Alexander Danieliuk-Stefanski

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Aleksander Danieluk; mug shot by the NKVD (1937)

Alexander Danieliuk-Stefanski (also Stefański or Ștefanski; 1897-1937) was a Polish communist politician, active in Poland and in the Soviet Union. From 1931 to 1936, he oversaw the activities of Romanian communists in exile to the Soviet Union, and served as General Secretary of the Romanian Communist Party (PCdR). During the period, he was seconded by Elena Filipescu, who was also his lover.


Likely born as Aleksander Danieliuk,[1] the activist changed his name to Stefański, a variant which he used during the time he was active in the Second Polish Republic. Occasionally referred to as Ștefanski by Romanian-language sources, he also used pseudonyms Gorn (or Horn), Edmund, Olek and Grigorescu.[1] In Romanian historiography, he also known as Alexander Ștefanski-Gorn[2] or Alexandru Ștefanski.[3]


Of probable Ukrainian ethnicity,[4] Danieliuk-Stefanski was a member of the Russian Social Democratic Labor Party since 1915, taking part in the Russian Revolution of 1917 and becoming affiliated with the Bolshevik faction.[5] A member of the Communist Party of Poland (KPP) in 1919[5] and a citizen of Poland,[4] he was one of the Polish party's leading members during the late 1920s, representing it to the Comintern's Executive Committee fifth session.[1] Becoming known as a supporter of Adolf Warski, who was being disgraced by Soviet leader Joseph Stalin, Danieliuk-Stefanski was stripped of his offices within the KPP and sent to work for the Comintern.[1] Before 1931, he was present in Warsaw.[1]

Around the time of the Romanian Communist Party's Fifth Congress in 1931, Béla Kun, who was at the time a leading Comintern figure directed the party to replace its entire leadership, including the general secretary Vitali Holostenco—appointing Stefanski, who was at the time still a member of the KPP, to head the Romanian party as the general secretary.[6] The reshuffling of the PCdR's leadership structure also signified a boost in the political careers of, among others, Filipescu, Lucrețiu Pătrășcanu, Bela Breiner, Gheorghe Stoica, Nicolae Goldberger, and Vanda Nicolski, all of whom were nominated to the Central Committee.[3]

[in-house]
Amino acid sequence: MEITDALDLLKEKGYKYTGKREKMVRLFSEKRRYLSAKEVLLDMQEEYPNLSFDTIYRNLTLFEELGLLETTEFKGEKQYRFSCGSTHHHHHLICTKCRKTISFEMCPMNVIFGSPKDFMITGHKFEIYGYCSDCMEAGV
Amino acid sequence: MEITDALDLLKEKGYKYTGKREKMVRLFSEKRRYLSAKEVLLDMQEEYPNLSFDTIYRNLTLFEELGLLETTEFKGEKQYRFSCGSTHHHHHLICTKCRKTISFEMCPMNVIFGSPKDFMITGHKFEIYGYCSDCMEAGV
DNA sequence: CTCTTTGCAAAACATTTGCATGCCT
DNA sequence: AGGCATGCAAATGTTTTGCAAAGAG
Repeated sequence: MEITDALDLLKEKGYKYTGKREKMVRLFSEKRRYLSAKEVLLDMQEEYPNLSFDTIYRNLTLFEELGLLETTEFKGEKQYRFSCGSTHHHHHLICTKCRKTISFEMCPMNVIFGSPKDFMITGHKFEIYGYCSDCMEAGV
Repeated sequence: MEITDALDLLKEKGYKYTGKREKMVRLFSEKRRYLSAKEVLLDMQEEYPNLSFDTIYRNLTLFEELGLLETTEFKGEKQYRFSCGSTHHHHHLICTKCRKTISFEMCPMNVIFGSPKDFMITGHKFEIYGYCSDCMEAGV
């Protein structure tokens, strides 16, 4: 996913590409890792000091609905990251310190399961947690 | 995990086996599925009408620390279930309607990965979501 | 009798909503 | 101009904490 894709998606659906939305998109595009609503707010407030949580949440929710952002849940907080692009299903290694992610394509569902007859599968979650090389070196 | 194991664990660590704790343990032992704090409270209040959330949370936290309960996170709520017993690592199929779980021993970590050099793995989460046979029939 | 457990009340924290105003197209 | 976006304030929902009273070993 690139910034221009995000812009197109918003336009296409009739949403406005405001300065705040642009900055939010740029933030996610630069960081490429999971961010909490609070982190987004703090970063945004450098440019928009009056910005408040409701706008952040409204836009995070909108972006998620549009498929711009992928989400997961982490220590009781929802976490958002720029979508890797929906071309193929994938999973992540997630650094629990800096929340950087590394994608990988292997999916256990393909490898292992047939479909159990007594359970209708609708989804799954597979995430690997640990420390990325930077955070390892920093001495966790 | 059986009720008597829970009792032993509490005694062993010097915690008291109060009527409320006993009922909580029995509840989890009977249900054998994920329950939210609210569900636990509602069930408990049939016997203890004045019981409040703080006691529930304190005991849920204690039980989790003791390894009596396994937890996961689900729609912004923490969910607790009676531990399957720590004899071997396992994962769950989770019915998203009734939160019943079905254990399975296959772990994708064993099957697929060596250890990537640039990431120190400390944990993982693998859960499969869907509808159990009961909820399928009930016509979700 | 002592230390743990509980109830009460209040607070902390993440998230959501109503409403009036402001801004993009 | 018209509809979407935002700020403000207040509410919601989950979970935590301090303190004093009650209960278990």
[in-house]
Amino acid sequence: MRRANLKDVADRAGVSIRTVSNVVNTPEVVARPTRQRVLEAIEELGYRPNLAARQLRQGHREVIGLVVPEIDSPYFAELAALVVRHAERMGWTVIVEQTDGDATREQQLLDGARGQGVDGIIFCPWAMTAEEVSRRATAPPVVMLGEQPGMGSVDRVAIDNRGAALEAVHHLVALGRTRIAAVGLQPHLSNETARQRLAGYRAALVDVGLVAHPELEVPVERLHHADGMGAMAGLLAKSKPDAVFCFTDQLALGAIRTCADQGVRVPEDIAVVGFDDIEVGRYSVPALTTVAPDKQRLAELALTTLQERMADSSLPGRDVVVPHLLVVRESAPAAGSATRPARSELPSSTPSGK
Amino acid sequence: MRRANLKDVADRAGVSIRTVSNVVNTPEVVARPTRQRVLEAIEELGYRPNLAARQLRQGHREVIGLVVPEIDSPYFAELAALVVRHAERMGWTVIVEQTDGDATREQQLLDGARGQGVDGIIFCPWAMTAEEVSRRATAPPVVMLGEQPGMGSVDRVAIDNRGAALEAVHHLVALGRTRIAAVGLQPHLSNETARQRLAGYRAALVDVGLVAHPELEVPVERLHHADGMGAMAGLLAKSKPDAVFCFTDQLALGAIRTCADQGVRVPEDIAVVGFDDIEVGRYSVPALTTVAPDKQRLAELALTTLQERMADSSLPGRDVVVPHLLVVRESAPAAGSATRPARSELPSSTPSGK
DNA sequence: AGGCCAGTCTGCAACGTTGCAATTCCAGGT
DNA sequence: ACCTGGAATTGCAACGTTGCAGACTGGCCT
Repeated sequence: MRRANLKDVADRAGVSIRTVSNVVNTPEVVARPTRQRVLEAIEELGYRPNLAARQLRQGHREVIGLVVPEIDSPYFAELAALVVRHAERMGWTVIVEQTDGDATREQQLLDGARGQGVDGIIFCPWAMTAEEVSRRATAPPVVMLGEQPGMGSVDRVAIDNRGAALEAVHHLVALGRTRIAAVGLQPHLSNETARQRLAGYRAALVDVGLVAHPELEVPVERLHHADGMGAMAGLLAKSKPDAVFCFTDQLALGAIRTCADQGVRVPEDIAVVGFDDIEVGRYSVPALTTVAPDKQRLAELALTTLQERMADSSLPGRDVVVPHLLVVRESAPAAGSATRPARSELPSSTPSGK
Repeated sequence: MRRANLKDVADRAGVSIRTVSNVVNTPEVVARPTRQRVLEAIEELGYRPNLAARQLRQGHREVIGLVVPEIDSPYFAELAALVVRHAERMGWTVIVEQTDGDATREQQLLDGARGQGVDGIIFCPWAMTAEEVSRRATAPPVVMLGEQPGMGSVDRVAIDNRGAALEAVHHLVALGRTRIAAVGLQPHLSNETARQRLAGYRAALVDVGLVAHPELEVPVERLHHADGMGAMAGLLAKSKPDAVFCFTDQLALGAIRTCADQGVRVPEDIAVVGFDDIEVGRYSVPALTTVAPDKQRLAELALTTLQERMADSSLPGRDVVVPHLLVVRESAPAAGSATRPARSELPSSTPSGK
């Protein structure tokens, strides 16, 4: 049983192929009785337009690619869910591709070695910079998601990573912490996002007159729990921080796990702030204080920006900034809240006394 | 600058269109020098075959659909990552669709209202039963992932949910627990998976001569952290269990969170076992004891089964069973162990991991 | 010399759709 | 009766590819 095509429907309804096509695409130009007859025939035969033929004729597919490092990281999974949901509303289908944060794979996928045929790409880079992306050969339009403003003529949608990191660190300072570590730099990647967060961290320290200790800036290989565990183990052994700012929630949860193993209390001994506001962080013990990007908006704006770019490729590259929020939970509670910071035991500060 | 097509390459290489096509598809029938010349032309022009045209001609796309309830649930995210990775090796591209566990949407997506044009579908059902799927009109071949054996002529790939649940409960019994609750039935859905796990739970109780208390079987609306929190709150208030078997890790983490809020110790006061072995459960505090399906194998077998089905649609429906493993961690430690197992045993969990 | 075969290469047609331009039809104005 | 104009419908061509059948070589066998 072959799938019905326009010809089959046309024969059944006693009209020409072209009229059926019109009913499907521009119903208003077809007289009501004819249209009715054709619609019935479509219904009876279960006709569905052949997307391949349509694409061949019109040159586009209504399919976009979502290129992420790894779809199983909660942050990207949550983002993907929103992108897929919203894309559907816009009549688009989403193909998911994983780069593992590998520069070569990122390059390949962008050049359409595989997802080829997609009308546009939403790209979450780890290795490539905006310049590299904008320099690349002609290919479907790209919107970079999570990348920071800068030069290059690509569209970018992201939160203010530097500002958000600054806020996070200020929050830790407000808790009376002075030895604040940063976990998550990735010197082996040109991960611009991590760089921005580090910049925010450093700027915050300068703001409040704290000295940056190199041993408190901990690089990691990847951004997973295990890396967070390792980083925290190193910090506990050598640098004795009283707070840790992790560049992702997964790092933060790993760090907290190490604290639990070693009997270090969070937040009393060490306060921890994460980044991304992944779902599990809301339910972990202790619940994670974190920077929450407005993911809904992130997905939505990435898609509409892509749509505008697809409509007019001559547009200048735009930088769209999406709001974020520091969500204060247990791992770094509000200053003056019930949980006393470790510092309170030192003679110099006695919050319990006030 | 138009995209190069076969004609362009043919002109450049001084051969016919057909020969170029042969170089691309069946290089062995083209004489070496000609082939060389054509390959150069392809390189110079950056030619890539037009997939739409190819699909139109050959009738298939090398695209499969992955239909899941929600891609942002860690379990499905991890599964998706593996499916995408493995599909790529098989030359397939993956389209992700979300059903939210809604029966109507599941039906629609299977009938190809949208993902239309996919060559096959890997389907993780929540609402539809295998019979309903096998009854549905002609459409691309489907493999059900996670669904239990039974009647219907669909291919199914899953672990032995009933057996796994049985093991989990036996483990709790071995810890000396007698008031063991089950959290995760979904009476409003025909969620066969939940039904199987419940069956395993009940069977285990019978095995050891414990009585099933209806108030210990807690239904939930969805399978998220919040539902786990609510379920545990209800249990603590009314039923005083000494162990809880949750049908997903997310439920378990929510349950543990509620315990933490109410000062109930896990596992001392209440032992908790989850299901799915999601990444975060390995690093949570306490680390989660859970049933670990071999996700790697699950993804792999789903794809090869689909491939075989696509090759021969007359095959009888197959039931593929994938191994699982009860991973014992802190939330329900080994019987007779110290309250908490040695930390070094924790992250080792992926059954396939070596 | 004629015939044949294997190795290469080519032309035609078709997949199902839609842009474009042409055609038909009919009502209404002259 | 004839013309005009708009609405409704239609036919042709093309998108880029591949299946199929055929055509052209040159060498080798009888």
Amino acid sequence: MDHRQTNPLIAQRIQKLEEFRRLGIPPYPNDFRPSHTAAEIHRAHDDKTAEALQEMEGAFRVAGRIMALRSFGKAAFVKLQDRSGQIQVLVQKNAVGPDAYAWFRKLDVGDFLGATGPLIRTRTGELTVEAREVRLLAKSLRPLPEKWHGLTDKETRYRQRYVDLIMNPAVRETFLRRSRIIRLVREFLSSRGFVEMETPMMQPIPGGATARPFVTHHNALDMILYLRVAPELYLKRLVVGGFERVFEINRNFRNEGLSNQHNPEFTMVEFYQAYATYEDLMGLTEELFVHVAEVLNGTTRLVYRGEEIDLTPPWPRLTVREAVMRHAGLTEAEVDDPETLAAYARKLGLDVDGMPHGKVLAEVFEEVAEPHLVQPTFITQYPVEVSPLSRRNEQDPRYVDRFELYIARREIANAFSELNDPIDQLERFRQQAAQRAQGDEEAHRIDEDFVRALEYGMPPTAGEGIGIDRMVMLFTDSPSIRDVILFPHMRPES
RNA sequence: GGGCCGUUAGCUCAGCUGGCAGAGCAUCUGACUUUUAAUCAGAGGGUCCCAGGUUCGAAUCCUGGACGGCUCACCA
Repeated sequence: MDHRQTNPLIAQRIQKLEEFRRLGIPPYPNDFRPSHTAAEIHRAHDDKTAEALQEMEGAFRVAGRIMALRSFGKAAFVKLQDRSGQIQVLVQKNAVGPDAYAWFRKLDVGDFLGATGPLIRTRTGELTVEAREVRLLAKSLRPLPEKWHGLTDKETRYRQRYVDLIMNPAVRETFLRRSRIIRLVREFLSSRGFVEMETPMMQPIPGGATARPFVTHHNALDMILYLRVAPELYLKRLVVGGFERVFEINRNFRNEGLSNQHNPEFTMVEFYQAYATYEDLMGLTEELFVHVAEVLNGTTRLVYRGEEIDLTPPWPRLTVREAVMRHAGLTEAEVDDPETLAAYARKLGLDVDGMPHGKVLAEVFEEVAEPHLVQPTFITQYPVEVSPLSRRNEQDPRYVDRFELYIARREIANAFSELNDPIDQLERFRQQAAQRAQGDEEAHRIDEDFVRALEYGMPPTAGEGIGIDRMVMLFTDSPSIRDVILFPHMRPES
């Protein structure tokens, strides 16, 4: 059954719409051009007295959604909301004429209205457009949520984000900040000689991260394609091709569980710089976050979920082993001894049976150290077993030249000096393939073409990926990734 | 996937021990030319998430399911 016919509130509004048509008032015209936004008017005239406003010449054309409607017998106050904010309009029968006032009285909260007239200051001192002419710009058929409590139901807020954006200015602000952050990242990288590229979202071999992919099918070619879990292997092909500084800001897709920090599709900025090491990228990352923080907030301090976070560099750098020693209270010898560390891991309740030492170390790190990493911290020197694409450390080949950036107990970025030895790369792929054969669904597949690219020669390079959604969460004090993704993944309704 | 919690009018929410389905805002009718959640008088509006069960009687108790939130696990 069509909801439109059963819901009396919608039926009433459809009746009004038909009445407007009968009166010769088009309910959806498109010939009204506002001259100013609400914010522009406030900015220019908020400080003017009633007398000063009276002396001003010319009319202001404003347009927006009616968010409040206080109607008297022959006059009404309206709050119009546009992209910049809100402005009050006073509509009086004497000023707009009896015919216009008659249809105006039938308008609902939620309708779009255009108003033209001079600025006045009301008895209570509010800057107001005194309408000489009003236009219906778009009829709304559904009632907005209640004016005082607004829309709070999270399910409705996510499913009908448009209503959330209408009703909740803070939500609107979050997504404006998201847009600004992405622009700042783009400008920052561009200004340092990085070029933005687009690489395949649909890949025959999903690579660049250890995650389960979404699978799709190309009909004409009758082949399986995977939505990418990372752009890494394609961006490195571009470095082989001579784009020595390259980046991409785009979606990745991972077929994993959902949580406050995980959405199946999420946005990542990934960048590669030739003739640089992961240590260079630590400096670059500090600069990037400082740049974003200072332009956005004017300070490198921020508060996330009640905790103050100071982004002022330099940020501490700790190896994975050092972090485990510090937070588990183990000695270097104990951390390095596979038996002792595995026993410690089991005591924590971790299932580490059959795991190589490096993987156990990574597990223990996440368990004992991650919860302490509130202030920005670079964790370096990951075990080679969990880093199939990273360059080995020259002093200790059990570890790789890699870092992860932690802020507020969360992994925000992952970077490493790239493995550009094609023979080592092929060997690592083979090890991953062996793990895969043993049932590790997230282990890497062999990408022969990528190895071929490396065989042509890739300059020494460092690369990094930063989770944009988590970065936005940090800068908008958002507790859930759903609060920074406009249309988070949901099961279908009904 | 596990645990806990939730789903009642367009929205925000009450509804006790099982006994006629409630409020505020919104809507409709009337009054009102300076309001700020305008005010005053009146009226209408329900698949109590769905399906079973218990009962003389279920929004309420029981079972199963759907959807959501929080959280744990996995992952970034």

This was an attempt to resolve factional disputes as well as assert Stalin's control over the local party.[3] The core group of activists welcomed Stefanski's appointment as a positive step in the PCdR's history.[7] Historian Vladimir Tismăneanu believes this acceptance of Stalinism on the part of the Romanian group marks a clear break with the legacy of the Socialist Party of Romania, from which the PCdR had emerged during the 1920s.[3] Because of the party's illegality forced the leadership underground, Stefanski and his politburo actually directed the PCdR from exile in Berlin.[8] However, the Fifth Congress also brought important changes in Romania, where an internal faction came to emerge under the supervision of Gheorghe Gheorghiu-Dej, future leader of Communist Romania.[9]

The PCdR's representative to the thirteenth Executive Comintern Committee session,[1] Stefanski barely spoke Romanian but, assisted by his lover Filipescu, played an important role in developing the "popular front" platform that allowed the PCdR to help instigate the Grivița Strike of 1933.[10] At the time, under the pseudonym Maria Ciobanu, Filipescu was the Deputy General Secretary.[10]

Stefanski was deposed by Stalin and the Comintern in 1936, after a new move to ensure the PCdR's adherence to their policies, being succeeded by Boris Stefanov.[11] He was executed in the Soviet Union, a victim of the Great Purge.[5][12] Several of his close Romanian allies were also killed during those years, with notable exceptions such as Pătrăşcanu and Vanda Nicolski.[13] The former rose to preeminence in Romania after 1944, while the latter became a collaborator of PCdR activist Ana Pauker during World War II.[14]

Alexander Stefanski was rehabilitated in the People's Republic of Poland in 1955.[5]


  1. ^ a b c d e f Vilém Kahan, "A Contribution to the Identification of the Pseudonyms Used in Minutes and Reports of the Communist International", in Vilém Kahan (ed.), Bibliography of the Communist International (1919-1979), Vol.I, Brill Publishers, Leiden etc., 1990, p.33. ISBN 90-04-09320-6
  2. ^ Cioroianu, p.41; Tismăneanu, passim
  3. ^ a b c d Tismăneanu, p.95
  4. ^ a b Hildrun Glass, Minderheit zwischen zwei Diktaturen: Zur Geschichte der Juden in Rumänien 1944-1949, 2002, Oldenbourg Wissenschaftsverlag, Munich, p.280. ISBN 3-486-56665-2
  5. ^ a b c d (Polish) "Danieluk, Aleksander (1897-1937)", entry in the Encyklopedia Interia
  6. ^ Cioroianu, p.41; Fehér et al., p.136; Tismăneanu, p.94-95
  7. ^ Tismăneanu, p.95, 318
  8. ^ Fehér et al., p.137; Tismăneanu, p.95
  9. ^ Cioroianu, p.41-43
  10. ^ a b Tismăneanu, p.318
  11. ^ Tismăneanu, p.95-97
  12. ^ Cioroianu, p.43; Tismăneanu, p.123
  13. ^ Tismăneanu, p.123, 318
  14. ^ Tismăneanu, p.123


Party political offices
Preceded by
Vitali Holostenco
General secretary

of the Romanian Communist Party

Succeeded by
Boris Stefanov